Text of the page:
So, to answer the question "who should have one?," I would suggest that people living in small apartments or homes seriously consider investing in a window A/C unit or two. Even if you have central air, keeping it off in favor of à la carte cooling is going to save you some money. For those that have larger dwellings, individual A/C units might come in handy in a bedroom at night, or in rooms that you spend most of your time in.
Getting the Most Out Of Central Air
If you own a home or an upscale rental, you probably already have a central air unit. But simply tweaking the temperature dial now and then doesn't mean you are getting all of the potential cost savings out of your system.
• Get a programmable thermostat. Those old-timey, temperature-only thermostats are a huge waste of money. Simply being able to program your thermostat to kick on when you get home, or run on 78 degrees instead of 72 degrees overnight can result in savings of around $180 per year for an average home. Also, keep in mind that each degree you set your thermostat below 78 degrees will increase your energy use by 3-4%. Plus, basic programmable thermostats can cost less than $30.
• If installing or replacing a unit, keep in mind that the higher the Seasonal Energy Efficiency Ratio (SEER) rating of your unit, the more energy efficient it will be. All Energy Star certified units must have a SEER rating of 13 or higher.
• Units with a thermal expansion valve and a high-temperature rating Energy Efficiency Ratio (EER) greater than 11.6 will be more efficient when the weather is at its hottest.
• Units with a fan-only switch allow for nighttime ventilation to substantially reduce air-conditioning costs.
• Make sure to check filters every month. [Energy Savers]
You may also want to look into a simple misting unit like the Cool-n-Save. It attaches to your central air unit in minutes and can reduce your energy bills by as much as 30%. Plus, the whole system only sets you back $100. On the downside, it does use a significant amount of water, and it may result in a mineral buildup.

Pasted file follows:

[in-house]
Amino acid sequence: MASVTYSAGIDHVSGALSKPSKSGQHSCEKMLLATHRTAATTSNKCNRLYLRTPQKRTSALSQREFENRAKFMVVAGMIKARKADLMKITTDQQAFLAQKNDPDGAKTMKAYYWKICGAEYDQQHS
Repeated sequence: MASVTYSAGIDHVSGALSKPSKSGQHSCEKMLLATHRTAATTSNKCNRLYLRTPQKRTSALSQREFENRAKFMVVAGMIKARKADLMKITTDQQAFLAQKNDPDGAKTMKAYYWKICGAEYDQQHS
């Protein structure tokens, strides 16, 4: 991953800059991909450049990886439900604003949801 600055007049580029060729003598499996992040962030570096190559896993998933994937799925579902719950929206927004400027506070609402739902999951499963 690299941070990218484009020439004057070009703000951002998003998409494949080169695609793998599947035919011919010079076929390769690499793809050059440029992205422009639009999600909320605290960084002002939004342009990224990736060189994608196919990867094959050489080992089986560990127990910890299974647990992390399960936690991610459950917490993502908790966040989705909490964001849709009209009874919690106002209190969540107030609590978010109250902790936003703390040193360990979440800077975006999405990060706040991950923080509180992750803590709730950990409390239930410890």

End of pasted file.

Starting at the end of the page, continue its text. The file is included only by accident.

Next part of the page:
Check For Leaks
The most important step in keeping your home cool is making sure that the structure itself isn't working against you. Obviously, if your house or apartment is leaky or poorly insulated, a lot of cash is going to fly out those holes along with the cold air. Furthermore, If you have a central air system, an average of 20% of the air moving through the duct system is lost because of leaks, holes and poor connections. Even if you can't afford insulation upgrades or a blower test to detect leaks, a few DIY tests and some cheap fixes like weatherstripping could save you hundreds if not thousands of dollars in the long term.
They aren't feasible in every situation, but there are a few cost-effective ways to cool a home that break from the norm. These methods include evaporative coolers (swamp coolers), attic fans, and geothermal systems. However, for most of us, just putting up some shades, adding a ceiling fan or two and/or a window A/C unit or programmable thermostat could result in substantially lower utility bills during the hot summer months. And, if all else fails, there is always air conditioned shirts and ice saunas.
Prof. Dealzmodo is a regular section dedicated to helping budget-minded consumers learn how to shop smarter and get the best deals on their favorite gadgets. If you have any topics you would like to see covered, send your idea to firstname.lastname@example.org, with "Professor Dealzmodo" in the subject line. [Background Image via Wikimedia]